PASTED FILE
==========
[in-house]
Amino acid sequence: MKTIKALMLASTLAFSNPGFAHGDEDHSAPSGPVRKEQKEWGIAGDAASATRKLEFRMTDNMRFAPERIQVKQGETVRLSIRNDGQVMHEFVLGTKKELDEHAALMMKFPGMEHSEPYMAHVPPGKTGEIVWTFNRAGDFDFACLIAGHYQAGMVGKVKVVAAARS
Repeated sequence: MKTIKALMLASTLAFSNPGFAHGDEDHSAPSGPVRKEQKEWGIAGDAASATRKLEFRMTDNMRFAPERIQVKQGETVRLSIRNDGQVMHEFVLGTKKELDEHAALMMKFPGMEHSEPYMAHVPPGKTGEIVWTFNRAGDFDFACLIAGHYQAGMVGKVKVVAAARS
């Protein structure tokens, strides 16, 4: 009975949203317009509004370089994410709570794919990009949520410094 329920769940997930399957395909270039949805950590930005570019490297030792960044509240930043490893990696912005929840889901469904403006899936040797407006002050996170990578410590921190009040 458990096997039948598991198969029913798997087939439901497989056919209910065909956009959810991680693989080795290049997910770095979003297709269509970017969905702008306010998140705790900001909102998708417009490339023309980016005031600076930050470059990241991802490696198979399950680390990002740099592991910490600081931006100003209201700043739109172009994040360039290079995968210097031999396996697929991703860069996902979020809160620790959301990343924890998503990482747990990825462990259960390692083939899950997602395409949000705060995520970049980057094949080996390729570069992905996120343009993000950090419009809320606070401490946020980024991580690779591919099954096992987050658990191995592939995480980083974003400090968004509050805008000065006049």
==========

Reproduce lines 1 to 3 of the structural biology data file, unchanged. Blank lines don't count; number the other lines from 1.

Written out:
[in-house]
Amino acid sequence: MKTIKALMLASTLAFSNPGFAHGDEDHSAPSGPVRKEQKEWGIAGDAASATRKLEFRMTDNMRFAPERIQVKQGETVRLSIRNDGQVMHEFVLGTKKELDEHAALMMKFPGMEHSEPYMAHVPPGKTGEIVWTFNRAGDFDFACLIAGHYQAGMVGKVKVVAAARS
Repeated sequence: MKTIKALMLASTLAFSNPGFAHGDEDHSAPSGPVRKEQKEWGIAGDAASATRKLEFRMTDNMRFAPERIQVKQGETVRLSIRNDGQVMHEFVLGTKKELDEHAALMMKFPGMEHSEPYMAHVPPGKTGEIVWTFNRAGDFDFACLIAGHYQAGMVGKVKVVAAARS